Kö-Bogen II Düsseldorf
Sustainable architecture for Düsseldorf city centre
There is a kind of architecture that produces built space yet is still amenable to life outside and to more besides, that adopts a credible stra¬tegy for dealing with climate change in cities, extreme heatwaves for instance. The Kö-Bogen II project by ingenhoven architects boasts the largest green façade currently in existence in Europe – five miles of hornbeam hedging line the roof at a height of 89 feet along with two sides of the main building facing Gustav Gründgens Square. A façade some 89 feet high and 394 feet long running along Schadowstrasse is, by contrast, glazed. Expanded-mesh slats help structure the feel of the interior here, their degree of transparency varying from closed to open as a function of from where they are viewed.
Christoph Ingenhoven has been providing fresh impetus for reconceiving the centre of his home city since 1992. Completion of Kö-Bogen II brings Düsseldorf’s greatest ever urban-planning repair project to a successful conclusion. Key milestones in this process were Daniel Libeskind’s Kö-Bogen finished in 2013 and the demolition of the “Millipede” elevated road that same year. The road’s demise altered spatial perceptions so markedly that the competition for Kö-Bogen II had to be re-adjudicated – in favour of the tender by ingenhoven architects.
The unusual outlines of the new two-section office and commercial ensemble, which contains over 441,000 square feet of floorspace for retailing, catering and officing purposes, were dictated by the nature of the plot available. The sloping green façade to the trapezoidal five-storey main building and the greened sloping roof to a smaller triangular structure dive down dynamically onto Gustaf Gründgens Square from either side. Anyone approaching from Schadowstrasse or Berliner Allee has an unimpeded view of the listed post-war duo comprising the “House in Three Slices” (1960, HPP Archi¬tects) and a theatre building (1970, Bernhard Pfau, refurbished by ingenhoven architects) as well as of the royal court garden behind.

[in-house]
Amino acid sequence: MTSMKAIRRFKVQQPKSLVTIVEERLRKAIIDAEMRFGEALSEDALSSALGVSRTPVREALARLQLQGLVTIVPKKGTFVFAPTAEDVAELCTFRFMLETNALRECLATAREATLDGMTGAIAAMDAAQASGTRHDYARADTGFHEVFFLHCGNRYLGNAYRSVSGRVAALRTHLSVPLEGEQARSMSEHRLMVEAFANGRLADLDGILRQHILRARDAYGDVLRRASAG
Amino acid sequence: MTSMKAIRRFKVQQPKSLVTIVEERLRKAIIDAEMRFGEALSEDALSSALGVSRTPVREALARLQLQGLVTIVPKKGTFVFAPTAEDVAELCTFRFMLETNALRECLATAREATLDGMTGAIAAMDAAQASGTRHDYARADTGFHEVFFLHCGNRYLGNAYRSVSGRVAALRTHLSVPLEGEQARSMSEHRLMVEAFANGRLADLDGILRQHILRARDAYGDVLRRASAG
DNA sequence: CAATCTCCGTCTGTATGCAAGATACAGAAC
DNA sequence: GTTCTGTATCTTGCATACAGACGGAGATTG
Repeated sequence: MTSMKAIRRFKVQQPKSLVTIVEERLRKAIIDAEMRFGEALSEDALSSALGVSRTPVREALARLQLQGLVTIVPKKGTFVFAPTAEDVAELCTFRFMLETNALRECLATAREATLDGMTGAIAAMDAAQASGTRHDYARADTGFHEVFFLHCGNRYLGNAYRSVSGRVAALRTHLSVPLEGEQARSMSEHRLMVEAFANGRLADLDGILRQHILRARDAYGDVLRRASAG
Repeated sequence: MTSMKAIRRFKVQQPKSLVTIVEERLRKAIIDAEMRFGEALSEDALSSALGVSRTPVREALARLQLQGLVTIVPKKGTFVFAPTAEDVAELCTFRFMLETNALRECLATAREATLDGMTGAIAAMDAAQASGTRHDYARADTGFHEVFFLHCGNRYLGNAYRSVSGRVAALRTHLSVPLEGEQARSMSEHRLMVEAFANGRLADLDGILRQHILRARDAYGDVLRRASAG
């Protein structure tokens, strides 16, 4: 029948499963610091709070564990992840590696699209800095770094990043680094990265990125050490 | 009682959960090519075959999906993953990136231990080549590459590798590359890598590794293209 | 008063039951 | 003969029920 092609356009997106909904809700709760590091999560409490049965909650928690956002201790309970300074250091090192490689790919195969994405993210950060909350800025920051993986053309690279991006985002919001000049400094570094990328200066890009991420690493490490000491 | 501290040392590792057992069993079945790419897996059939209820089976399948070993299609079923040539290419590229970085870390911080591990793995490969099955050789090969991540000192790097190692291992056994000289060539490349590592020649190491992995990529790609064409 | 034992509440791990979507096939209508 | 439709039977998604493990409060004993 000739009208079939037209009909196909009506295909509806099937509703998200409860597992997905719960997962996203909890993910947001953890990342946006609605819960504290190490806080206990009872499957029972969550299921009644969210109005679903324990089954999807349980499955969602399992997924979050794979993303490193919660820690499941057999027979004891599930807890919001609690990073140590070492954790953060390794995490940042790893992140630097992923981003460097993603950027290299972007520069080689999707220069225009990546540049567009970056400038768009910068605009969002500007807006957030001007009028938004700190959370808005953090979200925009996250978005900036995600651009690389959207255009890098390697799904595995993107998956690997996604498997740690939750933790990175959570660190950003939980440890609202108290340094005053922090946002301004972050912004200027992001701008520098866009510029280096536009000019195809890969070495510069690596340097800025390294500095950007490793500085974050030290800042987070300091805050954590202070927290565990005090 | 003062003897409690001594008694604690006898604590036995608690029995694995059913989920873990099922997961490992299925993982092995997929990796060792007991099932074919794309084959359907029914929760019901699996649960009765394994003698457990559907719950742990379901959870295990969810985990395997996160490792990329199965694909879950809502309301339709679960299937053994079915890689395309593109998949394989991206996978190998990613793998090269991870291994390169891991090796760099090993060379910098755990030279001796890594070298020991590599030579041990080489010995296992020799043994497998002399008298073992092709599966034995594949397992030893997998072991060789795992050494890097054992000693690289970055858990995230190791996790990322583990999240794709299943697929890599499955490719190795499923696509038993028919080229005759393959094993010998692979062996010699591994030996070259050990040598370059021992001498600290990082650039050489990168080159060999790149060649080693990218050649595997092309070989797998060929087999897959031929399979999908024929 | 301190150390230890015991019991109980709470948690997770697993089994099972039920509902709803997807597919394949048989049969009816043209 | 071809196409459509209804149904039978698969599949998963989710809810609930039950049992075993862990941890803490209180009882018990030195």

Architect and Building
Photo: © Jim Rakete
Three differing architectural approaches have fused into a coherent urban whole in Düsseldorf’s new green city-centre: “the severe lines of the House in Three Slices”, “the curvaceous airiness of the theatre” and the dynamic green façades to Kö-Bogen II. They all testify to the ages in which they were built without in any sense vying for supremacy.
Giving the city as much green back as possible
The sloping roof to the triangular building has been grassed over and can be walked on – a picnic lawn that further contributes to enhancing the attractiveness and social benefits offered by the new centre. Sustainability and architecture have long been companions for Chris¬toph Ingenhoven. He summarises his approach as being supergreen® – a holistic system of insights and aspirations that is being ongoingly refined. One of the central themes is the thought of giving the city as much green back as possible.
Kö-Bogen II provides a potential “contemporary response by cities to climate change” with its green façade. The façade’s vegetation takes the form of 30,000 hornbeam plants. It acts as a natural cold storage device and hence reduces the inner-city warming effect, it conserves rainwater, thus closing a gap in the water cycle, it binds carbon dioxide and particulate matter, it supports biodiversity and it also improves human wellbeing in general. It is only logical, then, that ingenhoven architects also opted for a sustainable premium product from Germany where the ironmongery was concerned.
FSB pro¬ducts are certified to the stringent provisions of ISO 14025/German Sustainable Building Council (DGNB) and are ideally suited to such projects. Resort was had here to handle 1078 and the return-to-door variant 1088, both authored by Christoph Ingenhoven himself. Their design draws on the basic idea from a handle classic by Robert Mallet-Stevens, which is supplied as model 1076 in the FSB range of products. Ingenhoven interprets the “Frankfurt Model” afresh by varying the shape of its mitring and grip. The transition from the circular styling of the handle’s shank to its flattened grip section has been accomplished to particularly appealing effect.
Photos: © Hans Georg Esch